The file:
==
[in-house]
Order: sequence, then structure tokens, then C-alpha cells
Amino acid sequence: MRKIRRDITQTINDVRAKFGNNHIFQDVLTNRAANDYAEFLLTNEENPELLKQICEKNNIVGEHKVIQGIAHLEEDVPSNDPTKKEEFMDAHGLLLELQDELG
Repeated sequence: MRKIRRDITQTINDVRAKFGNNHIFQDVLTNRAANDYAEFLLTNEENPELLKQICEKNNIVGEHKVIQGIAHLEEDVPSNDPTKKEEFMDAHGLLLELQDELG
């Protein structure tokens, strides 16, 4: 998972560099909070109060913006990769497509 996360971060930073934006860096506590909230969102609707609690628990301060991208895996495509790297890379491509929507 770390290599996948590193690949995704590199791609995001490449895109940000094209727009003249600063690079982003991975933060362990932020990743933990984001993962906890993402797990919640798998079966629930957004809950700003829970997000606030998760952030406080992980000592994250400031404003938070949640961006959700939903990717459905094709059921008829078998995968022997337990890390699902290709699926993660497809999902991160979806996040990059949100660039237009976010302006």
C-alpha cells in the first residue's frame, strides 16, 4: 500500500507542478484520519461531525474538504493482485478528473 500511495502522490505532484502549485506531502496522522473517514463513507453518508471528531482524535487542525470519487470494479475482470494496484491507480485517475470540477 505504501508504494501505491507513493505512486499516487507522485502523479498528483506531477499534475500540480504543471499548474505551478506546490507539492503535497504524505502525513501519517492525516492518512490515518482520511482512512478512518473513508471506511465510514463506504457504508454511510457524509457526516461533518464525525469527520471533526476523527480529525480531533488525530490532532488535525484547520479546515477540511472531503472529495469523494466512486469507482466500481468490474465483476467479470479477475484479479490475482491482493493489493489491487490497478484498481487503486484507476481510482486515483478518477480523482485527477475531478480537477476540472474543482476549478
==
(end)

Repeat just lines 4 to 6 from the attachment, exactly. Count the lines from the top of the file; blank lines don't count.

Repeated sequence: MRKIRRDITQTINDVRAKFGNNHIFQDVLTNRAANDYAEFLLTNEENPELLKQICEKNNIVGEHKVIQGIAHLEEDVPSNDPTKKEEFMDAHGLLLELQDELG
């Protein structure tokens, strides 16, 4: 998972560099909070109060913006990769497509 996360971060930073934006860096506590909230969102609707609690628990301060991208895996495509790297890379491509929507 770390290599996948590193690949995704590199791609995001490449895109940000094209727009003249600063690079982003991975933060362990932020990743933990984001993962906890993402797990919640798998079966629930957004809950700003829970997000606030998760952030406080992980000592994250400031404003938070949640961006959700939903990717459905094709059921008829078998995968022997337990890390699902290709699926993660497809999902991160979806996040990059949100660039237009976010302006």
C-alpha cells in the first residue's frame, strides 16, 4: 500500500507542478484520519461531525474538504493482485478528473 500511495502522490505532484502549485506531502496522522473517514463513507453518508471528531482524535487542525470519487470494479475482470494496484491507480485517475470540477 505504501508504494501505491507513493505512486499516487507522485502523479498528483506531477499534475500540480504543471499548474505551478506546490507539492503535497504524505502525513501519517492525516492518512490515518482520511482512512478512518473513508471506511465510514463506504457504508454511510457524509457526516461533518464525525469527520471533526476523527480529525480531533488525530490532532488535525484547520479546515477540511472531503472529495469523494466512486469507482466500481468490474465483476467479470479477475484479479490475482491482493493489493489491487490497478484498481487503486484507476481510482486515483478518477480523482485527477475531478480537477476540472474543482476549478